Baby boomers and millennials — could they be more different? The former are in or nearing retirement, while the other group is ambitiously rising in the workforce. Many millennials are waiting to marry and have kids, while their dear old boomer parents, quite possibly divorced by now, were comparatively eager to settle down in their twenties.
Is there any common ground between these two demographics who, rivaling in size, are so often pitted against one another? Research shows that in fact, yes, in many ways millennials and boomers are similar, not only in values but in other matters including finance, living situations, and even online presence.
Renting — and Getting Roommates
Last year, home ownership rates in the U.S fell to a historic low, and while millennials — who are less likely to buy than previous generations — are partly to blame, the surging interest among boomers to rent rather than own mustn't be discounted.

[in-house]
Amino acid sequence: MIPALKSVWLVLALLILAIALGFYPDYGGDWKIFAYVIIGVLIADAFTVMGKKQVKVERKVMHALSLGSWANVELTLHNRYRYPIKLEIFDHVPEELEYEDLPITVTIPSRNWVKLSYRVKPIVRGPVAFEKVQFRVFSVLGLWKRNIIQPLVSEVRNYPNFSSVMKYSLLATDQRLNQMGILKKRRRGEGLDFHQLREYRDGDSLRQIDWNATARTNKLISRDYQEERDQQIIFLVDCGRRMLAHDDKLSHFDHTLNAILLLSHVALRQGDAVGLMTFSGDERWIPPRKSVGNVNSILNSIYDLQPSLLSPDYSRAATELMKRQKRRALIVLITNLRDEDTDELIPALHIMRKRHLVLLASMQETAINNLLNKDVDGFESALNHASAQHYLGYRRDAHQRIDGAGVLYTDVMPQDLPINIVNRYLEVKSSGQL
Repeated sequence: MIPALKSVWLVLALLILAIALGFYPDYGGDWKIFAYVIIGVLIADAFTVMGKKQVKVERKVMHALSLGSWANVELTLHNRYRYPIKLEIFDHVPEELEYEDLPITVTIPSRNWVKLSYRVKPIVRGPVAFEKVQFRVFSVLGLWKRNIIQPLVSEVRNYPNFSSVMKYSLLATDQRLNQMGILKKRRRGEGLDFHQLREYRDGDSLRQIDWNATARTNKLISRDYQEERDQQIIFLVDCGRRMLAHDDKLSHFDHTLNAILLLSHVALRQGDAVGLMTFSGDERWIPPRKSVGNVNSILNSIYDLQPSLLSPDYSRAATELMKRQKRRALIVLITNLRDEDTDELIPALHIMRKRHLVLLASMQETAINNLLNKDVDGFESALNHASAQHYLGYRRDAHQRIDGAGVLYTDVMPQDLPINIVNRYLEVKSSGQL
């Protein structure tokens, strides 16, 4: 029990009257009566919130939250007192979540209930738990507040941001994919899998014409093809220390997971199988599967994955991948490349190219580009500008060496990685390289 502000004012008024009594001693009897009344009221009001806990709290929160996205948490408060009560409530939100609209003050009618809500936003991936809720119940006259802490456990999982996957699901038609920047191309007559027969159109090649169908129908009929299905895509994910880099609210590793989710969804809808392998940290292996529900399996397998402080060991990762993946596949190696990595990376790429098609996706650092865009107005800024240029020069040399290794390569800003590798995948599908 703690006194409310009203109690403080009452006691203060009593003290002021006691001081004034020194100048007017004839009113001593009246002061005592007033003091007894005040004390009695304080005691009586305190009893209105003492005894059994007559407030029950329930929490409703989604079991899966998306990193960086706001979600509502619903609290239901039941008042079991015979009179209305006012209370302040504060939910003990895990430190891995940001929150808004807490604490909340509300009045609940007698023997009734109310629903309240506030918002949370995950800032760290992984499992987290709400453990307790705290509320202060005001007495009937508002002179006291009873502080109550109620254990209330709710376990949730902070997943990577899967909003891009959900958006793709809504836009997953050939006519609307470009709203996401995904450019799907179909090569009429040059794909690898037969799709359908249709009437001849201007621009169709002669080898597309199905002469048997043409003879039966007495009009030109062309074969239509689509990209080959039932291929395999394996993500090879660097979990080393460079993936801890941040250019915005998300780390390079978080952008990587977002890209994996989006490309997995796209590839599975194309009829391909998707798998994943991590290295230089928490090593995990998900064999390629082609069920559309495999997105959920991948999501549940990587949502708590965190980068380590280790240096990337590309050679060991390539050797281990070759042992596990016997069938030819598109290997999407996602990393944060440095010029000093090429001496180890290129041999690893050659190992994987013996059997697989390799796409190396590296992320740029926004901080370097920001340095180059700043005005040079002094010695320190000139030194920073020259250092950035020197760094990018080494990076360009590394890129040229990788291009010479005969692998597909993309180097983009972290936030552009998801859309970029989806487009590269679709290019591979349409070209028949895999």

A 2015 study by the Joint Center for Housing Studies at Harvard University found that families or married couples ages 45-64 accounted for roughly twice the share of renter growth as households under the age of 35.
Like millennials, boomers are affected by increasing rents in "hot housing markets. With renters paying increasingly higher rents than ever before, both millennials and boomers are having to adjust their definition of affordability. For example, boomers who grew up with 'the 30 percent rule,' find the new standards of rental prices to be especially unaffordable.
To manage high rent, baby boomers are increasingly open to living with roommates.
Interestingly, it's not just money concerns that motivate boomers to take on a roomie or two. Sometimes, social factors are at play.
Like millennials who choose to live with others for social reason, boomers do the same. In fact, we found that many boomers choose to share living accommodations even though they can afford to live alone.